14th Annual Conference. Responding to the Challenges of Change.

Opening Address, Ms Karen Brennan. Chairperson IAANMP

The theme of this year’s conference is Responding to the challenges of change, and in the words of Heraclitus….

There is nothing permanent except change

The concept of change, and change management is nothing new.

Heraclitus was one of the  ancient Greek philosophers. He was infatuated with the state of change.  Most of his work has been lost, ignored, or otherwise forgotten since his death in 475 B.C. Nonetheless, what remains of Heraclitus’ doctrines continue to resonate with us.

We’ve all made changes in our lives, both good and bad, expected and unexpected. Relationships, circumstances, and feelings change. Nobody is ever exactly the same in each moment.

But do you perceive change as friend or foe? Of course, the answer depends on the change. From a universal perspective, change is the only constant; it is manifesting 24/7 whether we like it or not. Whether welcome or unwelcome.

We can choose to see change as an ally or an enemy and it will respond accordingly.

The downside to resisting change is that it will have its way; it will eventually wear us out. It has been said that in a contest between a river and a rock the river always wins. Why? Because the river is willing to follow the natural call of gravity, going over, under, around or, eventually, through the rock, to its destiny which, as with all water, is to ultimately merge with the ocean. The rock is stuck where it is, relentlessly pushing against the river, resisting the natural flow of water until, over a long enough period of time, it’s worn down to a pebble.

We can harness the energy of change and use it to our advantage by shifting our perspective.

When change happens, you have to weigh up your options and decide whether you are going to be a victim or victor of change.

A victim of change believes that they do not have enough skills and that the demands of change are too much to cope with. They allow circumstances (and other people) to influence them and, therefore, feel they lack control in the change process.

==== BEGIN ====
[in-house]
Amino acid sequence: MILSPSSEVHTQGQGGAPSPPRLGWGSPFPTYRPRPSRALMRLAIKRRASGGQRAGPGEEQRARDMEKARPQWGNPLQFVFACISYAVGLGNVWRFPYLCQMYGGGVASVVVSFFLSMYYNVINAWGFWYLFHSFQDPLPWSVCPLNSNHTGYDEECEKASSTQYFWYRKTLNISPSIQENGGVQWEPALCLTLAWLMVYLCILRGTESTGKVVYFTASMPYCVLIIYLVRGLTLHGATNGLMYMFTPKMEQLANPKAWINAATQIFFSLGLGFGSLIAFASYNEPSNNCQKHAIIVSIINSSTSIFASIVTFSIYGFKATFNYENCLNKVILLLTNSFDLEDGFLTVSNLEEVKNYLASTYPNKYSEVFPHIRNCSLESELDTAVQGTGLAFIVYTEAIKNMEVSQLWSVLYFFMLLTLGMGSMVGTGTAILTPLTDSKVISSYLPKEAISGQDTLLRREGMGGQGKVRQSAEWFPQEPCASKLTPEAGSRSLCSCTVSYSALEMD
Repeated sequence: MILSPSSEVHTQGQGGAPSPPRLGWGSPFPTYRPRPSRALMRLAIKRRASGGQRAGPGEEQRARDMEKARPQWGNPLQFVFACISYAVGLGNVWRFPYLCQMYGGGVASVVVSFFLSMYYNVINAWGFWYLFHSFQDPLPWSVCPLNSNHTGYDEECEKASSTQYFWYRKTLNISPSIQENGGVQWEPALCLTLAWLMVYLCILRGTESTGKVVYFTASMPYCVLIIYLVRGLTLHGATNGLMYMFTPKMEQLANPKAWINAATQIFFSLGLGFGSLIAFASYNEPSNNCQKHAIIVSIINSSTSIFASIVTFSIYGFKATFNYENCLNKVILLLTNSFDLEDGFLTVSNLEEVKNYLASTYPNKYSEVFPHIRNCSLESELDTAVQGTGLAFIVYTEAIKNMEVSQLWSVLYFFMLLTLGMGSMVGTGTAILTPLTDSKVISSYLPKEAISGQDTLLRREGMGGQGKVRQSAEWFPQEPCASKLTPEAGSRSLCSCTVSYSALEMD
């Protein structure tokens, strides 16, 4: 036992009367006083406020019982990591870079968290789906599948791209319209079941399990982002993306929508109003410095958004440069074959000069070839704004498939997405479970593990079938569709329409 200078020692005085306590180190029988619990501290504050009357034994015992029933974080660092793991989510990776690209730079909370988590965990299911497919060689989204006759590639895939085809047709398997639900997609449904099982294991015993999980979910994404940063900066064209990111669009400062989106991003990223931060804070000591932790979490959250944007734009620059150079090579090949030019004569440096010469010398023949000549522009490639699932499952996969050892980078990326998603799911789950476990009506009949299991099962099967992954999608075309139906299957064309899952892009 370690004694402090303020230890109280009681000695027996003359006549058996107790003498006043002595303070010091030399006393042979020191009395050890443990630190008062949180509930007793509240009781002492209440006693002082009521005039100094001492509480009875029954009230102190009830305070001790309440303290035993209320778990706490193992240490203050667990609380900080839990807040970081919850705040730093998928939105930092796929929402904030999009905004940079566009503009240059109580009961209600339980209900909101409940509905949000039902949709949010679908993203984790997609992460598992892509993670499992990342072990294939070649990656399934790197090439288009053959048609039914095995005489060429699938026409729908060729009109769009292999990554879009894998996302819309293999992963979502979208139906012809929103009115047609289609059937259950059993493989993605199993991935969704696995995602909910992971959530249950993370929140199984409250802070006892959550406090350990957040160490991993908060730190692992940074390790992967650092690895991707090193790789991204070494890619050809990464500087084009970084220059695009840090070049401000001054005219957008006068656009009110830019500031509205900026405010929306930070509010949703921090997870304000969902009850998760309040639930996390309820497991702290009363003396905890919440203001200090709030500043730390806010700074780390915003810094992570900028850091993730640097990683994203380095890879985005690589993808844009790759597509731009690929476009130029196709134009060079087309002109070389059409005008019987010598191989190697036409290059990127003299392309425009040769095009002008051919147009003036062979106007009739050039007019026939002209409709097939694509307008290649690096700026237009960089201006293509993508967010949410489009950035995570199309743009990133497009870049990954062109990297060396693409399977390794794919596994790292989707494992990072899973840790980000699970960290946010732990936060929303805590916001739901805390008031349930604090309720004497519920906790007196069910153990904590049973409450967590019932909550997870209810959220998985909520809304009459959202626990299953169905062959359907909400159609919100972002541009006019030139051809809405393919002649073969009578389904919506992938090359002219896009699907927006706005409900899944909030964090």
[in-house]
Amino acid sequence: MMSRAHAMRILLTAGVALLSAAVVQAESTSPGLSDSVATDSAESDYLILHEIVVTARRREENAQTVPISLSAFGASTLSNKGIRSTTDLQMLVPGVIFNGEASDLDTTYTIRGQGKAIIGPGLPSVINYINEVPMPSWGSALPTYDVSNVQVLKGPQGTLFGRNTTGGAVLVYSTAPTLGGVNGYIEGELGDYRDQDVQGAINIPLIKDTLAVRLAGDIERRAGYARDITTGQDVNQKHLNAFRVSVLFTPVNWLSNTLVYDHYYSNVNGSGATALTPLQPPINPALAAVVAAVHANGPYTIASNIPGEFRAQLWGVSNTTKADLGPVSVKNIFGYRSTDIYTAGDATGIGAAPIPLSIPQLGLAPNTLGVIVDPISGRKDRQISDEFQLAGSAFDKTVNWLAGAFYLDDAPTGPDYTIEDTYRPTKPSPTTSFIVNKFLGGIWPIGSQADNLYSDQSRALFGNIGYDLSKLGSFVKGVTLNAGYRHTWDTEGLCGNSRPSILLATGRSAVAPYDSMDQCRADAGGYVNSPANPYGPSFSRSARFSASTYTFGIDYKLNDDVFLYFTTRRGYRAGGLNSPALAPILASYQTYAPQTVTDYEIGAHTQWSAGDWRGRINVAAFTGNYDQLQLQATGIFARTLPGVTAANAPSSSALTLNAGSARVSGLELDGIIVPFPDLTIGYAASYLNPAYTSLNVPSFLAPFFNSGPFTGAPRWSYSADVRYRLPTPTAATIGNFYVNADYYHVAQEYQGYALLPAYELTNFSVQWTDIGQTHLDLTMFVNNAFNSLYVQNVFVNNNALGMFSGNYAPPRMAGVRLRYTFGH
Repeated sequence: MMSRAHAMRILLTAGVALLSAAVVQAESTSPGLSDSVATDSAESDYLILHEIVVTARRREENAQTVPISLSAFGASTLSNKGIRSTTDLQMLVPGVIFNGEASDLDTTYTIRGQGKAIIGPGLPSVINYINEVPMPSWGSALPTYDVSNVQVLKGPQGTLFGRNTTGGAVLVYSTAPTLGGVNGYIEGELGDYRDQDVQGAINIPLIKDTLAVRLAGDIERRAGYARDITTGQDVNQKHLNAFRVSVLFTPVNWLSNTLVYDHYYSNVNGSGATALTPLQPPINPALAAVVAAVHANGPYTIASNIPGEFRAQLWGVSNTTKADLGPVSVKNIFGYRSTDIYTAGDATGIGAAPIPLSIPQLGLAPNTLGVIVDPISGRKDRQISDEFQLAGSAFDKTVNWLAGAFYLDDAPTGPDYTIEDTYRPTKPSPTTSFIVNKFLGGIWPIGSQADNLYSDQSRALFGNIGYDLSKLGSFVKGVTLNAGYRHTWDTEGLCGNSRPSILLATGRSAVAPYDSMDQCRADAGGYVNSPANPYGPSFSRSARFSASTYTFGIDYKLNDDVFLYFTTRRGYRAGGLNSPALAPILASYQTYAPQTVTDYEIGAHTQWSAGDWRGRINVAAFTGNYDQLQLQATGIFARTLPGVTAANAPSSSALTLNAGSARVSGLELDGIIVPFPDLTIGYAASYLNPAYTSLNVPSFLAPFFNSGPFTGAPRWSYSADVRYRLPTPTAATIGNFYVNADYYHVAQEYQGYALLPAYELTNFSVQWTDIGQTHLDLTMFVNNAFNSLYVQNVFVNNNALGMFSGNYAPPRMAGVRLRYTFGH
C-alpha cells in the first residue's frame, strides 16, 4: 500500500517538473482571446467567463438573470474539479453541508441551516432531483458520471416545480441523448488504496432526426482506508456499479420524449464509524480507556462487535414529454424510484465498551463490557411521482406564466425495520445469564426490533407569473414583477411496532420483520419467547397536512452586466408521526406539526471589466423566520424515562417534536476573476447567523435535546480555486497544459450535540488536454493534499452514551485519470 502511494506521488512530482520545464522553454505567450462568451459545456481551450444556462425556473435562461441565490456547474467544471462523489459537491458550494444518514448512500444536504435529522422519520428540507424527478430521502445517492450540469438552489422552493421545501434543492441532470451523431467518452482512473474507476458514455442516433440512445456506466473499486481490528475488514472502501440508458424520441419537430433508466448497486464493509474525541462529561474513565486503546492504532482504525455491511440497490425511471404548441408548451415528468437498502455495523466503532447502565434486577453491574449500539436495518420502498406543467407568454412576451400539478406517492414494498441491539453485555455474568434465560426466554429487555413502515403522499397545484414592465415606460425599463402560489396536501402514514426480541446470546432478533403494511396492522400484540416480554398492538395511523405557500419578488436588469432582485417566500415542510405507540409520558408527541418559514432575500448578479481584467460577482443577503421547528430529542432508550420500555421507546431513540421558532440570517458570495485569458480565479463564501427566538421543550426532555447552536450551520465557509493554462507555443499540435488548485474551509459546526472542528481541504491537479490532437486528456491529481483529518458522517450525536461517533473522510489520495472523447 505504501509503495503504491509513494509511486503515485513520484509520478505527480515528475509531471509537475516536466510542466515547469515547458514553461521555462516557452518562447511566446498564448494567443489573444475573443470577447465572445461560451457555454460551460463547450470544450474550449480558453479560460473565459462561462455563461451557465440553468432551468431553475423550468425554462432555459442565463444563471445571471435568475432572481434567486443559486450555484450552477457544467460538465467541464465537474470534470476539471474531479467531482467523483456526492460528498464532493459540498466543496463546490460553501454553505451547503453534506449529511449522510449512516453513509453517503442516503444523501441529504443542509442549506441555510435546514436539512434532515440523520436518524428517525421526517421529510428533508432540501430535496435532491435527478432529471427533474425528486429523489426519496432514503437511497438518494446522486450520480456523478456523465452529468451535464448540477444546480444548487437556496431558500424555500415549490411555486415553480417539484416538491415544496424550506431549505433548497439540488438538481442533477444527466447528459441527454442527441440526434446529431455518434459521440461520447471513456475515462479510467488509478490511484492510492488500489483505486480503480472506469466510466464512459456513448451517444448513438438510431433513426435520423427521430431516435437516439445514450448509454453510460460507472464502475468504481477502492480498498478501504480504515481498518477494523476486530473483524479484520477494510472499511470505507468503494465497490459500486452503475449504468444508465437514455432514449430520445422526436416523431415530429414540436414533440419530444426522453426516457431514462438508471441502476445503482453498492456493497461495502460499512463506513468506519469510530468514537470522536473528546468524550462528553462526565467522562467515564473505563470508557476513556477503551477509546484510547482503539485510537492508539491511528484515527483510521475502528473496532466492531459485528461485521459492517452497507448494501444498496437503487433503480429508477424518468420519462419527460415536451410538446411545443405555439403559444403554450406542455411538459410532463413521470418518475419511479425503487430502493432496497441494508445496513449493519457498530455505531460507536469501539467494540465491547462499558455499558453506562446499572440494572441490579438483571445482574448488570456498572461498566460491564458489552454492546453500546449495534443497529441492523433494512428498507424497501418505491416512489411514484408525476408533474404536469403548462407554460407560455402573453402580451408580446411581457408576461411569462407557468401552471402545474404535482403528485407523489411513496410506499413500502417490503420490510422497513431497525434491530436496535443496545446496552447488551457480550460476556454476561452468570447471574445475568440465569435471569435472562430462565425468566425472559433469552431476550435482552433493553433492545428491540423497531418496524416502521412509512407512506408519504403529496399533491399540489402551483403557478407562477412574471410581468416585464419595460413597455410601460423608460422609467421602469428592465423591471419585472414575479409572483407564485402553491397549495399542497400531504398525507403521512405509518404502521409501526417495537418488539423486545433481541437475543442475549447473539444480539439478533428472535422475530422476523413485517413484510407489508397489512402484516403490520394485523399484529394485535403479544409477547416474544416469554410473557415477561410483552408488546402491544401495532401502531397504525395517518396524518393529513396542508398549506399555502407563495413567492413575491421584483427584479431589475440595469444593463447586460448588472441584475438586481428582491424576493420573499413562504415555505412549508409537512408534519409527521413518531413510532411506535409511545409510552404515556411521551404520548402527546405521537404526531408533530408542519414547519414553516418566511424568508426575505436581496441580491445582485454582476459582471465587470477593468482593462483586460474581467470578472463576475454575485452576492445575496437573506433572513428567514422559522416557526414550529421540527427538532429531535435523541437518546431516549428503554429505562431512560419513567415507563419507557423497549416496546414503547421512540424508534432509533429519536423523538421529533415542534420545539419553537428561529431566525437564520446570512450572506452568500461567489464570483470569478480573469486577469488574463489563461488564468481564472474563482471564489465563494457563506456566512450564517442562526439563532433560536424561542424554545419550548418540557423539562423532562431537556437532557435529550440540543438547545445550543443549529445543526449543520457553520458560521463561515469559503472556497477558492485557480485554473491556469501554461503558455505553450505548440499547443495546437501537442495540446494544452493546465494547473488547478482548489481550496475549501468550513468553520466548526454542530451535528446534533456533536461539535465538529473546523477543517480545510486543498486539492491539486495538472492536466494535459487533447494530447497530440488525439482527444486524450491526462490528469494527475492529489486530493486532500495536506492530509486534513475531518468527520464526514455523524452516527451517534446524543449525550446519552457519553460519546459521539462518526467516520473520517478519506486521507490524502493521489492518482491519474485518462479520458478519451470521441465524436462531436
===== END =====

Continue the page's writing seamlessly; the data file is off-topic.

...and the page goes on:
A victor of change believes they have enough skills to cope with the demands of change. They attempt to impact on the change by using their sphere of influence and control, thereby feeling in control of the change process.

Today we are privileged to hear from  some leading change agents in the nursing profession . I know you will enjoy their presentations.

For those of you struggling with The Challenge of Change: at the end of today  you might consider, Are You the River or the Rock?

If you are a rock ….what are you clinging to???

“If you don’t like something change it; if you can’t change it, change the way you think about it.” Mary Engelbreit


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CPD for members ✓ Free annual conference for members with access to presentations following event ✓ Advanced practice and career support ✓ Networking and connecting RANPs/RAMPs nationally and internationally ✓ Eligibility to apply for yearly bursary for educational/research purposes ✓ Repository for RANP/RAMP Research and Innovation ✓
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Mr. David Delaney

David is the newly elected Secretary. He currently works in the Emergency Department of University Hospital Limerick. David graduated from the University of Tasmania in Australia and started his career in cardiac care. From there he worked in the Intensive care units of the Royal Hobart Hospital, Tasmania, the Royal Prince Alfred, Sydney, St. James Hospital, Dublin and University Hospital Limerick. He is currently a Clinical Skills Facilitator in the Emergency Department of University Hospital Limerick. He has previously studied a postgraduate diploma in Intensive Care Nursing with NUI Galway and is currently in his dissertation year of this Masters in Advanced Nursing Care also with NUI Galway. David will be a registered Advanced Nurse Practitioner once his MSc is complete. David also holds a position on the student subgroup of the International Council of Nurses NP/APN network.